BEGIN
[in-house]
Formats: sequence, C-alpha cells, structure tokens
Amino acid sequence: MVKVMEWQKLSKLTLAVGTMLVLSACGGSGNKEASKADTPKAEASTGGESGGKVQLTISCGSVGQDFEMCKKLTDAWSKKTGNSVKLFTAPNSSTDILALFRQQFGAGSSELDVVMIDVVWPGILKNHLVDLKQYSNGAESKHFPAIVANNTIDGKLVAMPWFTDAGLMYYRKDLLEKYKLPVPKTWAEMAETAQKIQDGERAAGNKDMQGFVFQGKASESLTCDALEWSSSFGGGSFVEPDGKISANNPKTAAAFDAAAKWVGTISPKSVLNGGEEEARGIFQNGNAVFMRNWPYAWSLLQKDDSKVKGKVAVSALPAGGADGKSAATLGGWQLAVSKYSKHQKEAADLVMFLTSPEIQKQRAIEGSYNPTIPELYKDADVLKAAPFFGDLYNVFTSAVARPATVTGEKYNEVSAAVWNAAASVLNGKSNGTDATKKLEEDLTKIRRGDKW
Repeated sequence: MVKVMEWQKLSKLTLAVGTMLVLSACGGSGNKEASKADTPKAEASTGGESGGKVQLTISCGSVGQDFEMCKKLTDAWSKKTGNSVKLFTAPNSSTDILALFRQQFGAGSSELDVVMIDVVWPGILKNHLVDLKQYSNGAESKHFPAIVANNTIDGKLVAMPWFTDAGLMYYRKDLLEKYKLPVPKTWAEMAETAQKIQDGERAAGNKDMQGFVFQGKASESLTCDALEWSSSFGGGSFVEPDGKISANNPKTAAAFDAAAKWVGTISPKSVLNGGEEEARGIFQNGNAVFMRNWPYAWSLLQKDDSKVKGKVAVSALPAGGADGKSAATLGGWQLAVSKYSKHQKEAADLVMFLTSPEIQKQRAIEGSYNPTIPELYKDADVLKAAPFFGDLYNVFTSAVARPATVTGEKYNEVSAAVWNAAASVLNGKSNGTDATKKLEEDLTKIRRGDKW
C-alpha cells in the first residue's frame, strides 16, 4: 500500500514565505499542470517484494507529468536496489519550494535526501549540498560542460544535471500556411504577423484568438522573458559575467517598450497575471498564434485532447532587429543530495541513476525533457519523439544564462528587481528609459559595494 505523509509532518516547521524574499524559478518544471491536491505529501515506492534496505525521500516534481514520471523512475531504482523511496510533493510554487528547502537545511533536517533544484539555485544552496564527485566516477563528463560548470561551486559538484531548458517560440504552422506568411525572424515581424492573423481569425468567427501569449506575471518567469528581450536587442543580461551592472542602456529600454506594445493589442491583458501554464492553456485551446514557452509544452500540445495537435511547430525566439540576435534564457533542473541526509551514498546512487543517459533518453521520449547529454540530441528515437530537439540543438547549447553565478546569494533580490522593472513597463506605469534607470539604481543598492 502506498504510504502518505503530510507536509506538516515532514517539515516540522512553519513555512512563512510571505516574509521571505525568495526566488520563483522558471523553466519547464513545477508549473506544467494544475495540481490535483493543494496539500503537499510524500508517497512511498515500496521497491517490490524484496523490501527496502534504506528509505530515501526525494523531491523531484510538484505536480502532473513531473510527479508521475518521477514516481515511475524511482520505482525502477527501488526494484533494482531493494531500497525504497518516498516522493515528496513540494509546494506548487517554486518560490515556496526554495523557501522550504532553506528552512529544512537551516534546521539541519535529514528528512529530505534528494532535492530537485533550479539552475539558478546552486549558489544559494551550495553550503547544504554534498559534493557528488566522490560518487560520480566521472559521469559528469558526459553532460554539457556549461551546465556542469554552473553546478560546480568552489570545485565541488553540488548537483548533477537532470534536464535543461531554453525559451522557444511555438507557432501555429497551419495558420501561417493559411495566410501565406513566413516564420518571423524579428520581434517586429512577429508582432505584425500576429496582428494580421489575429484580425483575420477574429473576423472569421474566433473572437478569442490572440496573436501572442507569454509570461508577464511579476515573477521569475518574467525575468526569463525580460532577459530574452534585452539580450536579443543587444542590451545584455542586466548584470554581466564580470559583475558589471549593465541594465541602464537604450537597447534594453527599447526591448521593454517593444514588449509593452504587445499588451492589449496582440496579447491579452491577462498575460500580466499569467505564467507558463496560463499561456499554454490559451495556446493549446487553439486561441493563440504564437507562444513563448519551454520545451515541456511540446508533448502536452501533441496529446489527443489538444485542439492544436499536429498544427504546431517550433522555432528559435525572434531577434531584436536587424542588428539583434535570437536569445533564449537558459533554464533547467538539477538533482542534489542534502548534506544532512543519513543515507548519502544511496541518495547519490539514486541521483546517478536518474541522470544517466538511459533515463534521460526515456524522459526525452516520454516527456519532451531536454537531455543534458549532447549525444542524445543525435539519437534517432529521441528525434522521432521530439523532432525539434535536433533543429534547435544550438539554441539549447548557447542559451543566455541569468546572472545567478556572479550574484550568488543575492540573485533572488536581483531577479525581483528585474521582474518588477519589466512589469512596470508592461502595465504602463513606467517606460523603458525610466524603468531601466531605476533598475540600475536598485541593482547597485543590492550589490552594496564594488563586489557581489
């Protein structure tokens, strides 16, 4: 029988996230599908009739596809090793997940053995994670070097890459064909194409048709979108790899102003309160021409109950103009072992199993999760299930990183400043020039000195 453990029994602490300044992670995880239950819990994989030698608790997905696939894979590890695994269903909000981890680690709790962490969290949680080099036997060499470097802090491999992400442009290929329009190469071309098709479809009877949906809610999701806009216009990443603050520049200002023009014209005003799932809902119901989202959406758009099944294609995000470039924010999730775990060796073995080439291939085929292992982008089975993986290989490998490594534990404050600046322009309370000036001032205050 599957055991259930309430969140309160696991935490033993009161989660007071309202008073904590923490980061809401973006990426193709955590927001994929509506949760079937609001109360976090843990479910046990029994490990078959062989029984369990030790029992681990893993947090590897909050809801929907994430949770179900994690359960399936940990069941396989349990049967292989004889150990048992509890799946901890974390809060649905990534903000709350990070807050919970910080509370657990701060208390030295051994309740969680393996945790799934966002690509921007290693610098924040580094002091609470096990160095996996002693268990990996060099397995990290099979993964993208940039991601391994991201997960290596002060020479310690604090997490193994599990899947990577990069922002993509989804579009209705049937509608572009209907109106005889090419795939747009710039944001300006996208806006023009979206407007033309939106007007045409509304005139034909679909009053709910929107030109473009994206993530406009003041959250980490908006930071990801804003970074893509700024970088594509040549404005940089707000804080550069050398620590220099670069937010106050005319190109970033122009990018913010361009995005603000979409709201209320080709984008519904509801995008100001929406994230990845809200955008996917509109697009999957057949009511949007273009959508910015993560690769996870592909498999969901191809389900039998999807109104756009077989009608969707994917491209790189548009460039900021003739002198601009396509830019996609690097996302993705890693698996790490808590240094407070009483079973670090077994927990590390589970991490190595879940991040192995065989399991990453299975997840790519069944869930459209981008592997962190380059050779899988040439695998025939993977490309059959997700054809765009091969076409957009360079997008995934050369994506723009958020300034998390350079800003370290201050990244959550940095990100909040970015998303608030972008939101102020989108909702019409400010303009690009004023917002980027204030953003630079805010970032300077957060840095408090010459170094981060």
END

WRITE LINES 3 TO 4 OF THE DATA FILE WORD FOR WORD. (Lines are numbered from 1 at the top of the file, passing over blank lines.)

Amino acid sequence: MVKVMEWQKLSKLTLAVGTMLVLSACGGSGNKEASKADTPKAEASTGGESGGKVQLTISCGSVGQDFEMCKKLTDAWSKKTGNSVKLFTAPNSSTDILALFRQQFGAGSSELDVVMIDVVWPGILKNHLVDLKQYSNGAESKHFPAIVANNTIDGKLVAMPWFTDAGLMYYRKDLLEKYKLPVPKTWAEMAETAQKIQDGERAAGNKDMQGFVFQGKASESLTCDALEWSSSFGGGSFVEPDGKISANNPKTAAAFDAAAKWVGTISPKSVLNGGEEEARGIFQNGNAVFMRNWPYAWSLLQKDDSKVKGKVAVSALPAGGADGKSAATLGGWQLAVSKYSKHQKEAADLVMFLTSPEIQKQRAIEGSYNPTIPELYKDADVLKAAPFFGDLYNVFTSAVARPATVTGEKYNEVSAAVWNAAASVLNGKSNGTDATKKLEEDLTKIRRGDKW
Repeated sequence: MVKVMEWQKLSKLTLAVGTMLVLSACGGSGNKEASKADTPKAEASTGGESGGKVQLTISCGSVGQDFEMCKKLTDAWSKKTGNSVKLFTAPNSSTDILALFRQQFGAGSSELDVVMIDVVWPGILKNHLVDLKQYSNGAESKHFPAIVANNTIDGKLVAMPWFTDAGLMYYRKDLLEKYKLPVPKTWAEMAETAQKIQDGERAAGNKDMQGFVFQGKASESLTCDALEWSSSFGGGSFVEPDGKISANNPKTAAAFDAAAKWVGTISPKSVLNGGEEEARGIFQNGNAVFMRNWPYAWSLLQKDDSKVKGKVAVSALPAGGADGKSAATLGGWQLAVSKYSKHQKEAADLVMFLTSPEIQKQRAIEGSYNPTIPELYKDADVLKAAPFFGDLYNVFTSAVARPATVTGEKYNEVSAAVWNAAASVLNGKSNGTDATKKLEEDLTKIRRGDKW